In the early hours of Tuesday 8th October 1901 Ellen Timlin was asleep at her lodgings in 42 Baptist Street when she was awoken by another member of the household, 32 year old Thomas McAllister. He was raging and told Ellen that he had killed his wife and would kill somebody else.He then started kicking out at Ellen but stopped when his wife Catherine returned.

Thomas told Catherine he was sorry for what he had done and she replied that she was a bad woman. The couple then went upstairs with Thomas saying he would look at the wound, which had been caused with a pocket knife, after a cup of tea. He later came back down and told Ellen that it was 'only the scratch of a pin' and that he had washed it and covered it with a plaster.

On the Thursday night Catherine was complaining of severe pains and admitted herself to the workhouse hospital, telling staff there that she had been separating a fight. The next night her condition had deteriorated and a detective inspector was called in to see her. She now said that she had been walking with Thomas's mother at the corner of Springfield and Christian Streets and that he had stabbed her in a fit of jealousy. A magistrate's clerk was summoned to take a formal deposition but by the time he arrived Catherine had died.

A post mortem revealed that the cause of death was haemorrhage caused by the wound which had punctured Catherine's left lung. When Thomas was arrested he said 'I am as innocent as a child, she went out on Wednesday to separate a fight and when she came back she complained of a pain underneath her breast.' At the inquest Ellen Timlin described Catherine as a'hard working steady woman' whilst Thomas was someone with a 'hot temper who is given to drink.' The Deputy Coroner Mr Gibson said there was no provocation to justify reducing the verdict to manslaughter and on this direction a verdict of wilful murder was returned.


At the Liverpool Assizes on 3rd December Ellen Timlin repeated the evidence that she had given at the inquest. After ninety minutes deliberation the jury found Thomas guilty of manslaughter leading to cries from Thomas who begged for mercy 'for the sake of my poor old mother and two orphaned sisters, the shock will kill her.' 

Mr Justice Bucknill however was in no mood for lenient sentencing, especially as Thomas had only come out of prison six weeks before the killing, having served  a three year sentence for cutting and wounding his wife. Referring to him as a 'worthless drunken blackguard' he said that the jury had been merciful enough and imposed a sentence of fifteen years penal servitude.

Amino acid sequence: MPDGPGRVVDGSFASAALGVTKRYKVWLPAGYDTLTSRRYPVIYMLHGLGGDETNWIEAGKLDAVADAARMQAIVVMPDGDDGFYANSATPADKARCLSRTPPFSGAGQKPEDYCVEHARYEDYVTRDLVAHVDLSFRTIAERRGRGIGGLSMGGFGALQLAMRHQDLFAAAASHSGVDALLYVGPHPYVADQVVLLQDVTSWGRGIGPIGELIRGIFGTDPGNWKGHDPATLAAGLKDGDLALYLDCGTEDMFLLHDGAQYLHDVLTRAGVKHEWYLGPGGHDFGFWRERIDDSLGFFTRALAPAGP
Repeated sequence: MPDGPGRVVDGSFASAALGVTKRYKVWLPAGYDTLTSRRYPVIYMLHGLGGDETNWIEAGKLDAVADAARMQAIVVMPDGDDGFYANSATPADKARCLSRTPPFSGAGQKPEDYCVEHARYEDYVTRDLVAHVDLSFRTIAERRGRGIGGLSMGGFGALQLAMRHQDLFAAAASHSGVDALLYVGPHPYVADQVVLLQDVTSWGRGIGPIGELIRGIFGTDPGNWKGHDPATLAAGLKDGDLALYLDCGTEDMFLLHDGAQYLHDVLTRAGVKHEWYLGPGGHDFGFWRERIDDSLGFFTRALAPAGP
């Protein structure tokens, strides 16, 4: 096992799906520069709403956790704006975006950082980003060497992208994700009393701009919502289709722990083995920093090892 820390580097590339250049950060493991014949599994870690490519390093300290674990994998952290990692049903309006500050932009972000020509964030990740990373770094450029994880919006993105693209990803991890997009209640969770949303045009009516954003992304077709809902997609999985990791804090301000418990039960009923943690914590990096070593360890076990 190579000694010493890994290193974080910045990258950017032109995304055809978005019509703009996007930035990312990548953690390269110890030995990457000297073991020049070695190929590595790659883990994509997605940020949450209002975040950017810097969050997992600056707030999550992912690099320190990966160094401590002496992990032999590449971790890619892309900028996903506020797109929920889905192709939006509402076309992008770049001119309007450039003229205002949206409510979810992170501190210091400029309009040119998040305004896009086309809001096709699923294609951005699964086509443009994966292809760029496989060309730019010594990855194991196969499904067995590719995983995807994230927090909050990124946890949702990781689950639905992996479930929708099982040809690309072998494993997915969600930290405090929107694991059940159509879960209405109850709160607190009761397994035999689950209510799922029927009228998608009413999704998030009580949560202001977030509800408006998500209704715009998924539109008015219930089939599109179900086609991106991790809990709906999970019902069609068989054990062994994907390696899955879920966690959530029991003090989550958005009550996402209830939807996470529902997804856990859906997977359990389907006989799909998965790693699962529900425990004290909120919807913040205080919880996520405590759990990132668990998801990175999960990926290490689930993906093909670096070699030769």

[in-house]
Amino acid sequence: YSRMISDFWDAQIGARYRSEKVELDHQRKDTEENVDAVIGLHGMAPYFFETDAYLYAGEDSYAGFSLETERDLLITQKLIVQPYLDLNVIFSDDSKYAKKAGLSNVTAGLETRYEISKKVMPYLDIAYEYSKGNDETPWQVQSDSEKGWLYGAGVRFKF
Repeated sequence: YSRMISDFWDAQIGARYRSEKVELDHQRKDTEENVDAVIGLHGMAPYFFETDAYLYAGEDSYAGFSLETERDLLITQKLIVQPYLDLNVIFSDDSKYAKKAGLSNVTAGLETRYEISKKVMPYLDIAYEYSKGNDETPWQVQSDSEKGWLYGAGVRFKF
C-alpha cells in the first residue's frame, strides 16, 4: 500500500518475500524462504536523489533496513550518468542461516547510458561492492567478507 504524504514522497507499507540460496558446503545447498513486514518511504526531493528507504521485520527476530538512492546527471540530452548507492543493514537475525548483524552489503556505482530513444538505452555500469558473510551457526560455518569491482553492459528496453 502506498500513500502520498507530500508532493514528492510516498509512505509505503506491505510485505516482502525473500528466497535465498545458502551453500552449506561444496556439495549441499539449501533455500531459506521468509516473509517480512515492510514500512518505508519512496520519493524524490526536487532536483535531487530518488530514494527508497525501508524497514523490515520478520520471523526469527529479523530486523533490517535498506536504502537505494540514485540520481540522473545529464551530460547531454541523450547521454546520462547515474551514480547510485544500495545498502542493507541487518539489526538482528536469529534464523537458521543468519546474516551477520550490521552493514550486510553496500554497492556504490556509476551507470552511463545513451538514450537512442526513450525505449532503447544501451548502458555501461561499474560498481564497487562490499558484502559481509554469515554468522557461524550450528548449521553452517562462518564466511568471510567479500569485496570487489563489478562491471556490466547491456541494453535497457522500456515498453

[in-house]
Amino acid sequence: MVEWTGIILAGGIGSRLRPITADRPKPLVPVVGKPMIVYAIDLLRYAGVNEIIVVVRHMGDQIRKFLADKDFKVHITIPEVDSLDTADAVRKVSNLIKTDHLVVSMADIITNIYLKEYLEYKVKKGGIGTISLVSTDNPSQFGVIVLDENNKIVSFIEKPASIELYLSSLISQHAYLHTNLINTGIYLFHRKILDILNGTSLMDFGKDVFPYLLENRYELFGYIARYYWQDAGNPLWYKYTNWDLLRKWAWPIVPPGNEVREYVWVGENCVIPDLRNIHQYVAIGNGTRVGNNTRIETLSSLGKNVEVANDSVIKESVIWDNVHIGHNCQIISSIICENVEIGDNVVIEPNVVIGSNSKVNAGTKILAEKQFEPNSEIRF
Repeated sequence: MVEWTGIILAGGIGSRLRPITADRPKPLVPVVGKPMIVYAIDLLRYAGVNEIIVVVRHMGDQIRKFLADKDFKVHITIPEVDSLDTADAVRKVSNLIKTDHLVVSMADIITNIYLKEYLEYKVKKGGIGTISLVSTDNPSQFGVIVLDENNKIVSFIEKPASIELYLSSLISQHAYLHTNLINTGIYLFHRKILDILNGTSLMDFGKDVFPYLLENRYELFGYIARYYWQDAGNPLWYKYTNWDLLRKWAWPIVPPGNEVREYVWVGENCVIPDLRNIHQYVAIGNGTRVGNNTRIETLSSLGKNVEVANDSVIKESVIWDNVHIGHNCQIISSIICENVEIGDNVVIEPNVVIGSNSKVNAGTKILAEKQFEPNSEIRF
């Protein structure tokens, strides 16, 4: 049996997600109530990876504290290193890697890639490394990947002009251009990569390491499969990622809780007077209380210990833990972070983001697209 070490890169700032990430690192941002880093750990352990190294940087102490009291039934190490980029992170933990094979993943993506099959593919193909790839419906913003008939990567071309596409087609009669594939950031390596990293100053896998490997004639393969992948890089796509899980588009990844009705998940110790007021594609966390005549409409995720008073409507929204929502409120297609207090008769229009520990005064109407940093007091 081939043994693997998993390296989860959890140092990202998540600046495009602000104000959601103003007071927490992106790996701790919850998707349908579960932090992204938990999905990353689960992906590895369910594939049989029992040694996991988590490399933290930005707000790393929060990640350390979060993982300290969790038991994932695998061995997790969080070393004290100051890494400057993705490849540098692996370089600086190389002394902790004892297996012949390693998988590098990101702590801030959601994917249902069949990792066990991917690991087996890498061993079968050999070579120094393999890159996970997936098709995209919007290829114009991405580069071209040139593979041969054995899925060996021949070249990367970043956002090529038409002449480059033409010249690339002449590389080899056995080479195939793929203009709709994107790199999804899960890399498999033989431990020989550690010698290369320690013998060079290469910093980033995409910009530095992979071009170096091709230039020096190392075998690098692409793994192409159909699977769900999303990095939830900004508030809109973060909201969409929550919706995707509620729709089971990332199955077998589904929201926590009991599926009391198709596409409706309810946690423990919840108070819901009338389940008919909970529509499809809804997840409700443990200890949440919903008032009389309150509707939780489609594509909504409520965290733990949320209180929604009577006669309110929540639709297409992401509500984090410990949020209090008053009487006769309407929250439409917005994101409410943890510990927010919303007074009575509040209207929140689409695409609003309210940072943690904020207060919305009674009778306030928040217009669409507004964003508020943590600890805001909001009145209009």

Monday, 5 October 2015

Hatchet Killing

A woman in Everton who killed a man by hitting him over the head with a hatchet was sentenced to fifteen years imprisonment. 

On the morning of 8th July 1901 coal heaver Luke Crean went to Canada Dock to try and find some work but was unsuccessful. Him and his friends then spent several hours drinking in pubs before going to the home of one of them in Adelaide Place around 3.30pm.


A disturbance broke out in the street between two rival religious factions and Crean went out to get involved and he ended up fighting with a man named Thomas Jenkins whose wife also got involved, striking him with a slipper.  There was a large crowd watching including 24 year old Annie Turner, who was pointing to her chest and shouting 'True Blue' and 'No Surrender.' She then went into her house and got a hatchet, hitting Crean on the head with two blows. 

As shouts of police went up Crean and Jenkins fell into the cellar and when an officer pulled him out of there, he managed to escape and run away. Turner returned to her house with the hatchet and despite being a Protestant herself said to a neighbour 'I have helped to kill one Orangeman and I will kill another.' Crean did not manage to get far, collapsing with blood coming out of his ear. He was taken to the Northern Hospital where he slipped into unconsciousness and died that evening.